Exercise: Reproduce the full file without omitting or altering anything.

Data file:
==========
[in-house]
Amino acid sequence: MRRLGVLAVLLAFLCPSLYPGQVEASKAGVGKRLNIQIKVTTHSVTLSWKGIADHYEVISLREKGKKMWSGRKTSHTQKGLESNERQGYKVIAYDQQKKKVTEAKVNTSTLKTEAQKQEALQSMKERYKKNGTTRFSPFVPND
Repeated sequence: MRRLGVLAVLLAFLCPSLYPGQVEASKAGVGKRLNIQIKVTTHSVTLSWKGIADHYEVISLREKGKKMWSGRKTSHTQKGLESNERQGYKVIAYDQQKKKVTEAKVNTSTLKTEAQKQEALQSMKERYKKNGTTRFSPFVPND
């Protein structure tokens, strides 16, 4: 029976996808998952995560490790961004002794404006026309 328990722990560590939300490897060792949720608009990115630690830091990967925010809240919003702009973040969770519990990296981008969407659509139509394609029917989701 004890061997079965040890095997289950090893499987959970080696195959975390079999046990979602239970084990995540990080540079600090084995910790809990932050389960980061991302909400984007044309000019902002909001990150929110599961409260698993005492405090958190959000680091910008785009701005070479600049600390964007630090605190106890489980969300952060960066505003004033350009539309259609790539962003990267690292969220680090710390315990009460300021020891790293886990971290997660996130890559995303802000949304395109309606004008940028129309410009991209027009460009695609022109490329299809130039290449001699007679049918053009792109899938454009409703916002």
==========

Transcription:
[in-house]
Amino acid sequence: MRRLGVLAVLLAFLCPSLYPGQVEASKAGVGKRLNIQIKVTTHSVTLSWKGIADHYEVISLREKGKKMWSGRKTSHTQKGLESNERQGYKVIAYDQQKKKVTEAKVNTSTLKTEAQKQEALQSMKERYKKNGTTRFSPFVPND
Repeated sequence: MRRLGVLAVLLAFLCPSLYPGQVEASKAGVGKRLNIQIKVTTHSVTLSWKGIADHYEVISLREKGKKMWSGRKTSHTQKGLESNERQGYKVIAYDQQKKKVTEAKVNTSTLKTEAQKQEALQSMKERYKKNGTTRFSPFVPND
């Protein structure tokens, strides 16, 4: 029976996808998952995560490790961004002794404006026309 328990722990560590939300490897060792949720608009990115630690830091990967925010809240919003702009973040969770519990990296981008969407659509139509394609029917989701 004890061997079965040890095997289950090893499987959970080696195959975390079999046990979602239970084990995540990080540079600090084995910790809990932050389960980061991302909400984007044309000019902002909001990150929110599961409260698993005492405090958190959000680091910008785009701005070479600049600390964007630090605190106890489980969300952060960066505003004033350009539309259609790539962003990267690292969220680090710390315990009460300021020891790293886990971290997660996130890559995303802000949304395109309606004008940028129309410009991209027009460009695609022109490329299809130039290449001699007679049918053009792109899938454009409703916002």